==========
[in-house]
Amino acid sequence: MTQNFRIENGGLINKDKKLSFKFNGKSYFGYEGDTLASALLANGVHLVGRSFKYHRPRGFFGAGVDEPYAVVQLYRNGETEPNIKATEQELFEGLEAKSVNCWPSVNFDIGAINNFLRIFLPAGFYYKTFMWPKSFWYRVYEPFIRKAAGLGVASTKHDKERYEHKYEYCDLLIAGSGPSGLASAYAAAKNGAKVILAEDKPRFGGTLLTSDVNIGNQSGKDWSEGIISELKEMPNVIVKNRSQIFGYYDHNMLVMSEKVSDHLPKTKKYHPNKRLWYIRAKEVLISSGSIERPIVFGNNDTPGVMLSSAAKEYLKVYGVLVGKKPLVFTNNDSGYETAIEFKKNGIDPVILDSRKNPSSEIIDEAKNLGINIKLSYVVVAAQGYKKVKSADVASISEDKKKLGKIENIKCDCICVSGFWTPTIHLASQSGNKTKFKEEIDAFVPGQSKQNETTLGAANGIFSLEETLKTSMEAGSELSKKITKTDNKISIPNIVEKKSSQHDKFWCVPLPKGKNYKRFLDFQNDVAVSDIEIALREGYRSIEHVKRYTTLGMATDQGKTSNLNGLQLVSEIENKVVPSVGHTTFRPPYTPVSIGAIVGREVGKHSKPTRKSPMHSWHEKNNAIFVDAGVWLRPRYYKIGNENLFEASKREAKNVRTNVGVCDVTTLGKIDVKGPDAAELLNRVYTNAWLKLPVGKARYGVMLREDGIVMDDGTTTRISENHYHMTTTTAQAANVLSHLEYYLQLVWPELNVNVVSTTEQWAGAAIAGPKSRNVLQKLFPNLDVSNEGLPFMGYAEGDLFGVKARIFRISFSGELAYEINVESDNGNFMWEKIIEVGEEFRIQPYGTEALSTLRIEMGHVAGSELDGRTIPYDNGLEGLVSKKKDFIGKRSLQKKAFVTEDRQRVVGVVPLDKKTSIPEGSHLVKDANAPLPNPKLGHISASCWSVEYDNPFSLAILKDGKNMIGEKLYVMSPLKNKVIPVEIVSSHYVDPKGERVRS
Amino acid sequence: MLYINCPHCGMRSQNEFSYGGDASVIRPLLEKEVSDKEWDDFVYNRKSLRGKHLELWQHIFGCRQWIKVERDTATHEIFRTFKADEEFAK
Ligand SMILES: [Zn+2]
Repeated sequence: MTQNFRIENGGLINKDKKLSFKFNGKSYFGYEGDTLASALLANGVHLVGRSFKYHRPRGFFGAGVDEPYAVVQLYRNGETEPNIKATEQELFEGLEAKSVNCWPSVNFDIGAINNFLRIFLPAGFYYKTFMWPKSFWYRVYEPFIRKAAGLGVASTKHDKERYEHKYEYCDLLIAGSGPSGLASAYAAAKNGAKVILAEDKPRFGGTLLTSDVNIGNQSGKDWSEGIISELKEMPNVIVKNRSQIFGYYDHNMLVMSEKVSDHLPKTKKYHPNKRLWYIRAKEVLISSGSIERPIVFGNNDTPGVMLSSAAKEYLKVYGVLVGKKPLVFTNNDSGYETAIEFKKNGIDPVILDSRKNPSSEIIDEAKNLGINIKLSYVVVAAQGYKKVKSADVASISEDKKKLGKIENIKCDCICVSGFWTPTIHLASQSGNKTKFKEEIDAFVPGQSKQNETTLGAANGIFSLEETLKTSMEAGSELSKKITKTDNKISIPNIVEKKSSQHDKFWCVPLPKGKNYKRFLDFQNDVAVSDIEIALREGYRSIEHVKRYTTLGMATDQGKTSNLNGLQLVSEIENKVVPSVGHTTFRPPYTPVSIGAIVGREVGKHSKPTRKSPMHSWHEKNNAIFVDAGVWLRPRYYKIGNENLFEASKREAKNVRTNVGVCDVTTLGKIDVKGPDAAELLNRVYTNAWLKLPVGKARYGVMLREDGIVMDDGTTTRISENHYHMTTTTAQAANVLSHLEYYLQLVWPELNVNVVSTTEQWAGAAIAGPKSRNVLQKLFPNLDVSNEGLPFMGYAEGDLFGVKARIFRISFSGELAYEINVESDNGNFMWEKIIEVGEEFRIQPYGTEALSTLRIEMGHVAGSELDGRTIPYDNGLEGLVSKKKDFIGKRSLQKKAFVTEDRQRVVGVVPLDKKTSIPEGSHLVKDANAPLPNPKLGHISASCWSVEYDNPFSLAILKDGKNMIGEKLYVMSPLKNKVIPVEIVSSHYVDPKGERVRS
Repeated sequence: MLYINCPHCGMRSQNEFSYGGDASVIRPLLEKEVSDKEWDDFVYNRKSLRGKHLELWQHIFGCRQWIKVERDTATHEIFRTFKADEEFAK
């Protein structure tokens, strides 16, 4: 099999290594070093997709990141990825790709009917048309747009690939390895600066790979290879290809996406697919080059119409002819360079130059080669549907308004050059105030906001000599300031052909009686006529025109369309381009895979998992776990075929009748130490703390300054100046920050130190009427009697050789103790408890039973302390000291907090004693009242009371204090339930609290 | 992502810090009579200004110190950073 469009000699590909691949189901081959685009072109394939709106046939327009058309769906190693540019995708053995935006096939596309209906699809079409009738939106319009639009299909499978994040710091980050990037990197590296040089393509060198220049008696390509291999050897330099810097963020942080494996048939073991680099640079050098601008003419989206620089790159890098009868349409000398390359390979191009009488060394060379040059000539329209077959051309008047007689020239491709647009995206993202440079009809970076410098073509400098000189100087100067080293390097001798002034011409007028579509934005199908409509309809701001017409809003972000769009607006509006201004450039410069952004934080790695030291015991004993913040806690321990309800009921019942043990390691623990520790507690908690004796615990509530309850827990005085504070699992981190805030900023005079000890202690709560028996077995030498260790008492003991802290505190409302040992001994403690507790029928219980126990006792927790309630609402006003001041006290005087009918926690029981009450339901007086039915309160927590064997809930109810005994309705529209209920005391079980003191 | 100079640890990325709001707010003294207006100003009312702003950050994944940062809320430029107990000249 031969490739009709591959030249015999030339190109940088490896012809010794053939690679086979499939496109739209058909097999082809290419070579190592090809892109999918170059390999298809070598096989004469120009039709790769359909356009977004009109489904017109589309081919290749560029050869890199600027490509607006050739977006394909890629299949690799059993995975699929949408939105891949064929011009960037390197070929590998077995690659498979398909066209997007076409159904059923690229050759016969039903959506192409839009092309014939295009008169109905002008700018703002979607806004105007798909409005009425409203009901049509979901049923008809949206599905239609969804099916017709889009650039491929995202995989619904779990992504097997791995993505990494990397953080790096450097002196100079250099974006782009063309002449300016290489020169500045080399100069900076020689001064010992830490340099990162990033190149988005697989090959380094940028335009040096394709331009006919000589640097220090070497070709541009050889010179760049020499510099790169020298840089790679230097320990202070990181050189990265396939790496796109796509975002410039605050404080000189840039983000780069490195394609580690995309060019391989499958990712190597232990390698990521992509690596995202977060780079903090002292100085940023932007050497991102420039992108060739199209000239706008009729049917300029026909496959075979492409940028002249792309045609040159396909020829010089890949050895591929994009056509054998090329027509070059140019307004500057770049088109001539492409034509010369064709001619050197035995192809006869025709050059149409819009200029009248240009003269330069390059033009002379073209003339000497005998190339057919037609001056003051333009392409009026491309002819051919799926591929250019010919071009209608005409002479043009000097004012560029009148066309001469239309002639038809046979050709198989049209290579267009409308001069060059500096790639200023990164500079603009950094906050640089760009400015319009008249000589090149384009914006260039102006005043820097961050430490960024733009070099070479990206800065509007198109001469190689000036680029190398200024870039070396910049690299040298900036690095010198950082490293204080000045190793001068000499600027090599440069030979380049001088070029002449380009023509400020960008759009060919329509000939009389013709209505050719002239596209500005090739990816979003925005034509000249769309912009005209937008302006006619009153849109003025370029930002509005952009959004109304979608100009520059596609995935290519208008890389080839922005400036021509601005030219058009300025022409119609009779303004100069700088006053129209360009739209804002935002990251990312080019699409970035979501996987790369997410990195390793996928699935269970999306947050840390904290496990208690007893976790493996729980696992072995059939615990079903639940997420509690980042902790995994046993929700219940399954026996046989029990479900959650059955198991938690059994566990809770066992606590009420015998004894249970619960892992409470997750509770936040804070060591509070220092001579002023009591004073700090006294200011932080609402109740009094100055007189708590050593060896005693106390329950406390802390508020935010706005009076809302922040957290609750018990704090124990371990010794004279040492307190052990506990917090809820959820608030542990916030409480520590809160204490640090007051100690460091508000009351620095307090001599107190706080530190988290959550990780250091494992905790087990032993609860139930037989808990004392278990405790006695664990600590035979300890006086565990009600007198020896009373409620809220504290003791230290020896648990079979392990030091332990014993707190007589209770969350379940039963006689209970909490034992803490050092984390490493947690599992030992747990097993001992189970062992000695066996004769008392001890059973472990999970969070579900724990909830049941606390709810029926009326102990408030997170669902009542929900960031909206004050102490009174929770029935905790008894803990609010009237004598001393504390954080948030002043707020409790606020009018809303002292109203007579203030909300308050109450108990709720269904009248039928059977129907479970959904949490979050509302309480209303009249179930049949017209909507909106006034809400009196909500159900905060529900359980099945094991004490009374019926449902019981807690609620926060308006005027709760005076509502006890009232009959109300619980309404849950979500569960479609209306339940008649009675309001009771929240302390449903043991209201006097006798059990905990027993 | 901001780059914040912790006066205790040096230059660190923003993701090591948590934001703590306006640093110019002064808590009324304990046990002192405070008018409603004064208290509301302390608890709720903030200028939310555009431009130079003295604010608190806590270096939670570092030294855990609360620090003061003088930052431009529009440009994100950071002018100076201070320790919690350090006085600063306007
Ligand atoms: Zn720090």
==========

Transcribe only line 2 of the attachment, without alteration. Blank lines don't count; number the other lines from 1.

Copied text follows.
Amino acid sequence: MTQNFRIENGGLINKDKKLSFKFNGKSYFGYEGDTLASALLANGVHLVGRSFKYHRPRGFFGAGVDEPYAVVQLYRNGETEPNIKATEQELFEGLEAKSVNCWPSVNFDIGAINNFLRIFLPAGFYYKTFMWPKSFWYRVYEPFIRKAAGLGVASTKHDKERYEHKYEYCDLLIAGSGPSGLASAYAAAKNGAKVILAEDKPRFGGTLLTSDVNIGNQSGKDWSEGIISELKEMPNVIVKNRSQIFGYYDHNMLVMSEKVSDHLPKTKKYHPNKRLWYIRAKEVLISSGSIERPIVFGNNDTPGVMLSSAAKEYLKVYGVLVGKKPLVFTNNDSGYETAIEFKKNGIDPVILDSRKNPSSEIIDEAKNLGINIKLSYVVVAAQGYKKVKSADVASISEDKKKLGKIENIKCDCICVSGFWTPTIHLASQSGNKTKFKEEIDAFVPGQSKQNETTLGAANGIFSLEETLKTSMEAGSELSKKITKTDNKISIPNIVEKKSSQHDKFWCVPLPKGKNYKRFLDFQNDVAVSDIEIALREGYRSIEHVKRYTTLGMATDQGKTSNLNGLQLVSEIENKVVPSVGHTTFRPPYTPVSIGAIVGREVGKHSKPTRKSPMHSWHEKNNAIFVDAGVWLRPRYYKIGNENLFEASKREAKNVRTNVGVCDVTTLGKIDVKGPDAAELLNRVYTNAWLKLPVGKARYGVMLREDGIVMDDGTTTRISENHYHMTTTTAQAANVLSHLEYYLQLVWPELNVNVVSTTEQWAGAAIAGPKSRNVLQKLFPNLDVSNEGLPFMGYAEGDLFGVKARIFRISFSGELAYEINVESDNGNFMWEKIIEVGEEFRIQPYGTEALSTLRIEMGHVAGSELDGRTIPYDNGLEGLVSKKKDFIGKRSLQKKAFVTEDRQRVVGVVPLDKKTSIPEGSHLVKDANAPLPNPKLGHISASCWSVEYDNPFSLAILKDGKNMIGEKLYVMSPLKNKVIPVEIVSSHYVDPKGERVRS